presence, talking quickly in his mellifluous
baritone. He throws in impressions
and accents for free (many of them
American, because that’s where he’s
now based, in Los Angeles). He laughs,
a lot. Matthew Rhys is not an actor of
the tortured variety, clearly.
‘Life is good,’ he agrees. He’s currently
the star of one of the world’s biggest TV
shows, The Americans, in which he plays
a Soviet KGB spy living a chillingly tense
undercover existence in Washington DC
during the Cold War. Still, it’s not half
as scary as being Dylan Thomas. Rhys
played the iconic poet in The Edge of
Love, a role which required him to be
one-third of a love-triangle with two of
the most beautiful stars of British film,
Keira Knightley and Sienna Miller. Tough
job? Yes, actually.
‘I was terrified!’ laughs Rhys. ‘Everyone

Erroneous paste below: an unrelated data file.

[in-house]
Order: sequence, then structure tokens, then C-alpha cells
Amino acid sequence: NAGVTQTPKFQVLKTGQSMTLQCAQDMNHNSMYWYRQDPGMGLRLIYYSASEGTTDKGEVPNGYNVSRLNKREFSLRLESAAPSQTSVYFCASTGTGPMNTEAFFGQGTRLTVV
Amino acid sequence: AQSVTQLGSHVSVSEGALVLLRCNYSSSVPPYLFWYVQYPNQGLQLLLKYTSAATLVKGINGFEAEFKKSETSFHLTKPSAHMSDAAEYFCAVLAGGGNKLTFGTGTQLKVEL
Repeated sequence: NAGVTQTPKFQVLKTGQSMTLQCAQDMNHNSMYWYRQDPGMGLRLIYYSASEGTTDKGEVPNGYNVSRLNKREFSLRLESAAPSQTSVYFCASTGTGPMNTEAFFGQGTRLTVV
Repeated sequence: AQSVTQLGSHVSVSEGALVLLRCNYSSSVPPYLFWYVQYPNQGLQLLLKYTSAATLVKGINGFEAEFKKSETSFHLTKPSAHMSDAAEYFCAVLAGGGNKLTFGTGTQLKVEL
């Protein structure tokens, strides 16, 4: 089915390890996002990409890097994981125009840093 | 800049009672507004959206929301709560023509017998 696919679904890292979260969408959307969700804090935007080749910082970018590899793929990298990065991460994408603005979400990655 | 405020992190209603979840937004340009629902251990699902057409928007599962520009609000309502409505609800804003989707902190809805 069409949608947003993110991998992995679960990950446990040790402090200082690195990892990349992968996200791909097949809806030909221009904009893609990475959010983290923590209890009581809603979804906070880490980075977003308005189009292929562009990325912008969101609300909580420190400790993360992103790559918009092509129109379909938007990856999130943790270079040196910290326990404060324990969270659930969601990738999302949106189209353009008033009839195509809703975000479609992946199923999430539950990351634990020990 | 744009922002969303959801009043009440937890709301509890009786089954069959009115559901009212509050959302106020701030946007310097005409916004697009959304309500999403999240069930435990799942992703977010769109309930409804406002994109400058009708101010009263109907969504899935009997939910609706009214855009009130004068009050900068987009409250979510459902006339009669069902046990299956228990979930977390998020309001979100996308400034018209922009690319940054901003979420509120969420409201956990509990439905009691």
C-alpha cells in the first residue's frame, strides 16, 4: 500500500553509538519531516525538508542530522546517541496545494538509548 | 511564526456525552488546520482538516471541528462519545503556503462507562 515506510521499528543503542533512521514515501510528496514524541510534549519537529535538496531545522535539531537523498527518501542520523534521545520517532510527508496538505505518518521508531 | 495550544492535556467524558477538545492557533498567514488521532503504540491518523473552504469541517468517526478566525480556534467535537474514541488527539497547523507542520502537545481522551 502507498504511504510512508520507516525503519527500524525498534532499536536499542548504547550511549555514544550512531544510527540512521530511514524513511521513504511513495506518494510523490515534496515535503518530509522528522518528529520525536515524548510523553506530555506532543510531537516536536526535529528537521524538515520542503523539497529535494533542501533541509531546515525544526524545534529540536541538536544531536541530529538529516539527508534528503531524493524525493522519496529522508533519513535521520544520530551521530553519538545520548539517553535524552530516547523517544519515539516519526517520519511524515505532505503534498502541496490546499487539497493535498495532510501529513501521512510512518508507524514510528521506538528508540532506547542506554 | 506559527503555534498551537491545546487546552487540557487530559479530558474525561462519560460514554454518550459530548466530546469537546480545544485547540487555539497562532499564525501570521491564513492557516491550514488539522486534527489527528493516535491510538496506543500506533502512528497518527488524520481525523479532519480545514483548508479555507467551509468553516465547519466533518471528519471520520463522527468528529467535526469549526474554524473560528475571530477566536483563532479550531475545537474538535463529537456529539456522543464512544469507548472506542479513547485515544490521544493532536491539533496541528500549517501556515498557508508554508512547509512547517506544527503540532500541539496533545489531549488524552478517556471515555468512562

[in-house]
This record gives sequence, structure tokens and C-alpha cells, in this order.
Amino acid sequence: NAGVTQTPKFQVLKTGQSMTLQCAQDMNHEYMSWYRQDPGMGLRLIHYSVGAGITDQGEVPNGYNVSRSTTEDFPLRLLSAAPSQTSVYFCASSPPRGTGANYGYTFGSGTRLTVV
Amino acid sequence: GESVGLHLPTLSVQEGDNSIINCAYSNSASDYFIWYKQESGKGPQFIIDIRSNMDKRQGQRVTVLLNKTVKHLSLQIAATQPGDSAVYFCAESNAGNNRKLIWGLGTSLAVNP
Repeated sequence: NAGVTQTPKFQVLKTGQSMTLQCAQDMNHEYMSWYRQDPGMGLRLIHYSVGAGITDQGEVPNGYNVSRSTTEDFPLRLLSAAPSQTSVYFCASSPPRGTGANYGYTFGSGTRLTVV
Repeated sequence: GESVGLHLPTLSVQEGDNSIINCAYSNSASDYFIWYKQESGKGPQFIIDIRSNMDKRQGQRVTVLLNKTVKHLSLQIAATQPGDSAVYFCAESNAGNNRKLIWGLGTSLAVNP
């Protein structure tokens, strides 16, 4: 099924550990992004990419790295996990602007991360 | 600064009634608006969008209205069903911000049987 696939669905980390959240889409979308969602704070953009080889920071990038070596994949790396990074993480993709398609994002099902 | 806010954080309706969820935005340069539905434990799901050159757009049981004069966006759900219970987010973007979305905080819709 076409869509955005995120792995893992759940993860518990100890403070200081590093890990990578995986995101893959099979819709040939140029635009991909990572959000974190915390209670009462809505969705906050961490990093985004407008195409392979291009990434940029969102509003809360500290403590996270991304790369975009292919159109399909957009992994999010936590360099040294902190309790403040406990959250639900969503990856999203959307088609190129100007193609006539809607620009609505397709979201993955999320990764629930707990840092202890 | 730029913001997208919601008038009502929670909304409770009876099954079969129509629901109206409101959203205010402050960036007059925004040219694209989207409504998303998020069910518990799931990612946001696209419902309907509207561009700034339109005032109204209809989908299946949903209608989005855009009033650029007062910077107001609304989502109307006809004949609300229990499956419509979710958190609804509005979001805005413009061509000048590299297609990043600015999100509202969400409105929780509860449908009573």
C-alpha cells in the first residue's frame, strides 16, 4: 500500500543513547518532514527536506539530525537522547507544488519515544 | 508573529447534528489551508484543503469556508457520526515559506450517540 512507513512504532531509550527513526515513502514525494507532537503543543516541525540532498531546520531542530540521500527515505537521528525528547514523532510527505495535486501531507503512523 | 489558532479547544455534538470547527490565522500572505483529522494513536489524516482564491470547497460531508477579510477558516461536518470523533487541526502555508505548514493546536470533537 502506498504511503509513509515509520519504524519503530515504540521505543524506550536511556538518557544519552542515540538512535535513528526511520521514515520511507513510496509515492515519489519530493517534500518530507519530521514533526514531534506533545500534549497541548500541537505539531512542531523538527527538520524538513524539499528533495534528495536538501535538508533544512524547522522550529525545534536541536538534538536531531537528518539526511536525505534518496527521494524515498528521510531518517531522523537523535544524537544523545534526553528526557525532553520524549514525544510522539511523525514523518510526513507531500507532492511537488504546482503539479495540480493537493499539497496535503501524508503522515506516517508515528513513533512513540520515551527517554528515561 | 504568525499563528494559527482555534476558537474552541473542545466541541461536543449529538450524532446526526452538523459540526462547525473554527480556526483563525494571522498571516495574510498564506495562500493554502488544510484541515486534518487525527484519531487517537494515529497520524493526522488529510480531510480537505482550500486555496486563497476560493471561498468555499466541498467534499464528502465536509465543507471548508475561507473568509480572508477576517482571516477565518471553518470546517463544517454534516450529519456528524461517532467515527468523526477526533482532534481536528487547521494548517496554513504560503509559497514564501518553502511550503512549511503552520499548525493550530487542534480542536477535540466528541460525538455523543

in Wales has this incredibly strong sense
of who Dylan should be. But there’s no
footage of him, we’ve only got his voice
recordings. So no-one really knows who
he is. When I was researching the role, I
tried to read as many people’s accounts
of him as I could, to try and get an
image of him. I spoke to his daughter
Aeronwy as well, who gave me a good
few pointers. She said, ‘His hands were
like two dead fish,’ which I thought was
As an actor, Rhys is awestruck by
Dylan’s dazzling way with words. But
does he also think the poet would have
Arts and culture
been an interesting chap to share
a pint with?
‘I do, actually, although from what I
read, not everyone who met him liked
him. He had the wit, along with the everpresent Welsh darkness, and very little
So why does he remain such an iconic
figure to the Welsh? ‘Ah, we love our
archetypes in Wales,’ says Rhys. ‘The big
drinker, the carouser, the no-good-boyo.
Dylan’s image fitted incredibly well. And
he was irreverent at a time you weren’t
supposed to be, the 1950s. It’s not really
in the Welsh DNA. We haven’t got many